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Welcome! Thank you for visiting. Please have a look around and discover the Home Care Resources we have provided for you.  Check back soon for further updates as we post new content, articles, thoughts, and ideas.

Brenda Critell
Assisting Angels Home Care

Art Therapy for The Elderly

Artistic Expression Helps Seniors

Creative expression benefits seniors in many ways, including those with dementia. Imagination and creativity can flourish despite cognitive difficulties. New areas of potential can even be discovered that were never before realized. According to Barbara Bagan PhD., older adults are in the final developmental stage where they must integrate their past, present, and future life experiences. When meaningful activities are pursued, seniors can achieve growth while overcoming feelings of longing and despair. Expressive art can also boost neural pathways by forging new and stronger dendrite connections which fight the effects of degenerative disease.

10 Reasons to use Art Therapy

  • Promotes relaxation. To strengthen this effect, create ambience with soft music and minimum background noise.
  • Provides means of expression and communication. When words fail, art can provide a means to communicate and express experiences. Creating art can also be a wonderful time to invite your loved one to communicate with you verbally. Creativity may cause a usually quiet person to become more talkative.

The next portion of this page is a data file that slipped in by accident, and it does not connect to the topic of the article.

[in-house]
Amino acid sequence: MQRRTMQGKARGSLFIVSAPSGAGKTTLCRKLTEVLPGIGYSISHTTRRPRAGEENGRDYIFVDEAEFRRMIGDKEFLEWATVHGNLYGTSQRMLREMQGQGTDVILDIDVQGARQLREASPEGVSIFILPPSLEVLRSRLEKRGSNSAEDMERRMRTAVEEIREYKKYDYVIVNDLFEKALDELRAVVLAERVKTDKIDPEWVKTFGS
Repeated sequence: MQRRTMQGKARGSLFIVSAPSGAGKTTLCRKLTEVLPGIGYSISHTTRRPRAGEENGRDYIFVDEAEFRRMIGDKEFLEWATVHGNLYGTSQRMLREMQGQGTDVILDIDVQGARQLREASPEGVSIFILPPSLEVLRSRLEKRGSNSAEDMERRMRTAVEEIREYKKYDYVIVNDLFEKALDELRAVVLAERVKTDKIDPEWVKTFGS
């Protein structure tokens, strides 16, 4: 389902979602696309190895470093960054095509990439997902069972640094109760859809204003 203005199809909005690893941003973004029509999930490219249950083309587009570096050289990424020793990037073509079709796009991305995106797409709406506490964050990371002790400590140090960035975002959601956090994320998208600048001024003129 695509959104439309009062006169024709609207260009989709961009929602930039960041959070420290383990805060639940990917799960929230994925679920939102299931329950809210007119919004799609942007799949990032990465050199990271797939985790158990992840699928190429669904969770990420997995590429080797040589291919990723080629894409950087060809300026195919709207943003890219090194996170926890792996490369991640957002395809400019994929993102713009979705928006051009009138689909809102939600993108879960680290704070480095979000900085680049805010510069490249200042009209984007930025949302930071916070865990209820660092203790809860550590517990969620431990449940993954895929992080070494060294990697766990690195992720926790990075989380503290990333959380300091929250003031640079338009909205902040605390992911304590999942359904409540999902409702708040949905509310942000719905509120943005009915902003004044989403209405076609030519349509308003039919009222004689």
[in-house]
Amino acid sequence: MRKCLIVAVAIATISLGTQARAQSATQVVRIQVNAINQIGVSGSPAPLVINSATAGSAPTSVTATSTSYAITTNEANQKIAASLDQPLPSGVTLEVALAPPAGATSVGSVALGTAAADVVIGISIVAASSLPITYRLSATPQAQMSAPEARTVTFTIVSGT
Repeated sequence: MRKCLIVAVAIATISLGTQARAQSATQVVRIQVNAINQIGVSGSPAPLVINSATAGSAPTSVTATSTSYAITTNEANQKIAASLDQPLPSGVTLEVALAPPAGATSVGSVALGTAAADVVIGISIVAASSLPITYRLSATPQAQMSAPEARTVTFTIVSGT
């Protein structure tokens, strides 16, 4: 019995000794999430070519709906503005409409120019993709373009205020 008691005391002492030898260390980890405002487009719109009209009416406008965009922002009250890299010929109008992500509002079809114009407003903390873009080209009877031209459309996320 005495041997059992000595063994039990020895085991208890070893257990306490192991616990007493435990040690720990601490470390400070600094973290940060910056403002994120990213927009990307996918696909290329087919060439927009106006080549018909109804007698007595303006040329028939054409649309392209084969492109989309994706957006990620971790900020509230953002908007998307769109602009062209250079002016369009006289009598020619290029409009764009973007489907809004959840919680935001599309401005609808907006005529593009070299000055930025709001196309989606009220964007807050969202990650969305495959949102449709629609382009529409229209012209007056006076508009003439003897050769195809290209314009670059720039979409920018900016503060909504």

• Provides a sense of control. Avoid “taking over” or imposing assistance if it is not needed, by being sensitive about when to offer help. Make sure to recognize accomplishments, and avoid overly long creative sessions that might cause tiredness or frustration.
  • Improves socialization. When possible, group art activities can enhance feelings of social connection. If a group is not available, join in and make art together. Display your loved one’s art work where it can be seen.
  • Promotes playfulness and humor. Keep a light heart and look for moments to encourage play and humor.
  • Boosts cognitive functioning. Make the most of it by choosing a time of day when your loved one is at their best level of alertness and focus.
  • Stimulates the senses. Working with one’s hands in a variety of mediums and textures can provide an abundance of tactile stimulation. When possible, enhance this experience by taking your art session outdoors or near an open window. Play his or her favorite music. Create items that can stimulate the senses long after they are completed, through textures, scents, or memory recall.